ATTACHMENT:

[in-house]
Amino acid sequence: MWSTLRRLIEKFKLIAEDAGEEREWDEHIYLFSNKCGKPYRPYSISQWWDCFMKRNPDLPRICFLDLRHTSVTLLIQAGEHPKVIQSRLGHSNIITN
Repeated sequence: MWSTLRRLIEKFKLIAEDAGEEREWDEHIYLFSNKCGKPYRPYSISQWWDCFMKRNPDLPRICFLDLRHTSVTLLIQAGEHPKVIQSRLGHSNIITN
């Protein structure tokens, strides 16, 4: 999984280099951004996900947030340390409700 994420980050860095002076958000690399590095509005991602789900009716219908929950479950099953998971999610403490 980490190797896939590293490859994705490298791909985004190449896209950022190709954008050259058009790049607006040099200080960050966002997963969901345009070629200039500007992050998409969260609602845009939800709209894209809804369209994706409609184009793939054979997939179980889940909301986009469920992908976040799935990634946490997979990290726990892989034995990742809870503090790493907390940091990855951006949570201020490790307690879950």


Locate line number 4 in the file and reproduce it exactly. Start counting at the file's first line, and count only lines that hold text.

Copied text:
């Protein structure tokens, strides 16, 4: 999984280099951004996900947030340390409700 994420980050860095002076958000690399590095509005991602789900009716219908929950479950099953998971999610403490 980490190797896939590293490859994705490298791909985004190449896209950022190709954008050259058009790049607006040099200080960050966002997963969901345009070629200039500007992050998409969260609602845009939800709209894209809804369209994706409609184009793939054979997939179980889940909301986009469920992908976040799935990634946490997979990290726990892989034995990742809870503090790493907390940091990855951006949570201020490790307690879950």